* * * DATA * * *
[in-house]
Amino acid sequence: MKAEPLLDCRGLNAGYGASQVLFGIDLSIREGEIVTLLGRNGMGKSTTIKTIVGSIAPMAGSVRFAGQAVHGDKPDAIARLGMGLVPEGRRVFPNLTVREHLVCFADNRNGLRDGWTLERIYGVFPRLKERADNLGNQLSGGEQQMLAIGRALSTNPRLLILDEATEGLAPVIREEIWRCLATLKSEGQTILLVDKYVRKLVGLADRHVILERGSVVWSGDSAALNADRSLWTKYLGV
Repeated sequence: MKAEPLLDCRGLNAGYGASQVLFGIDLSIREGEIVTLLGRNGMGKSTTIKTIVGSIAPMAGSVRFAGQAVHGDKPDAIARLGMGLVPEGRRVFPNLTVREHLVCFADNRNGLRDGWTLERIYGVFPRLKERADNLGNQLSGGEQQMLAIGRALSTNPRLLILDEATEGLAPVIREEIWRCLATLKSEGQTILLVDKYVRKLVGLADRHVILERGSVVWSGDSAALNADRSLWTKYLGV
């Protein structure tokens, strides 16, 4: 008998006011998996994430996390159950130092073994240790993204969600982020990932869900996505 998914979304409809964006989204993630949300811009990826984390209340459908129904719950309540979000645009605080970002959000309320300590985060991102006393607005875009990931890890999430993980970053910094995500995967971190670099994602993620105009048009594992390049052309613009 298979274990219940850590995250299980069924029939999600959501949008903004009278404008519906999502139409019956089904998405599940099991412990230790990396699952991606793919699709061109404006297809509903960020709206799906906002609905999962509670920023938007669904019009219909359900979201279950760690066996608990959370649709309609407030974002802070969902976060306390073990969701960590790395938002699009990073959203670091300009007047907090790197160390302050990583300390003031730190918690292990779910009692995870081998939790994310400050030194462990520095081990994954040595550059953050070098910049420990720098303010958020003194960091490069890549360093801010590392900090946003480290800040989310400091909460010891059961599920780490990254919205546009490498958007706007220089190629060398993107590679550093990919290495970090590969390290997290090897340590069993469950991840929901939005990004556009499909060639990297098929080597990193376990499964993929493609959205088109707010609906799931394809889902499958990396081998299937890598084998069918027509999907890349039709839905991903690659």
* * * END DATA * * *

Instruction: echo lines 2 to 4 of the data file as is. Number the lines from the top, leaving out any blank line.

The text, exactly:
Amino acid sequence: MKAEPLLDCRGLNAGYGASQVLFGIDLSIREGEIVTLLGRNGMGKSTTIKTIVGSIAPMAGSVRFAGQAVHGDKPDAIARLGMGLVPEGRRVFPNLTVREHLVCFADNRNGLRDGWTLERIYGVFPRLKERADNLGNQLSGGEQQMLAIGRALSTNPRLLILDEATEGLAPVIREEIWRCLATLKSEGQTILLVDKYVRKLVGLADRHVILERGSVVWSGDSAALNADRSLWTKYLGV
Repeated sequence: MKAEPLLDCRGLNAGYGASQVLFGIDLSIREGEIVTLLGRNGMGKSTTIKTIVGSIAPMAGSVRFAGQAVHGDKPDAIARLGMGLVPEGRRVFPNLTVREHLVCFADNRNGLRDGWTLERIYGVFPRLKERADNLGNQLSGGEQQMLAIGRALSTNPRLLILDEATEGLAPVIREEIWRCLATLKSEGQTILLVDKYVRKLVGLADRHVILERGSVVWSGDSAALNADRSLWTKYLGV
């Protein structure tokens, strides 16, 4: 008998006011998996994430996390159950130092073994240790993204969600982020990932869900996505 998914979304409809964006989204993630949300811009990826984390209340459908129904719950309540979000645009605080970002959000309320300590985060991102006393607005875009990931890890999430993980970053910094995500995967971190670099994602993620105009048009594992390049052309613009 298979274990219940850590995250299980069924029939999600959501949008903004009278404008519906999502139409019956089904998405599940099991412990230790990396699952991606793919699709061109404006297809509903960020709206799906906002609905999962509670920023938007669904019009219909359900979201279950760690066996608990959370649709309609407030974002802070969902976060306390073990969701960590790395938002699009990073959203670091300009007047907090790197160390302050990583300390003031730190918690292990779910009692995870081998939790994310400050030194462990520095081990994954040595550059953050070098910049420990720098303010958020003194960091490069890549360093801010590392900090946003480290800040989310400091909460010891059961599920780490990254919205546009490498958007706007220089190629060398993107590679550093990919290495970090590969390290997290090897340590069993469950991840929901939005990004556009499909060639990297098929080597990193376990499964993929493609959205088109707010609906799931394809889902499958990396081998299937890598084998069918027509999907890349039709839905991903690659």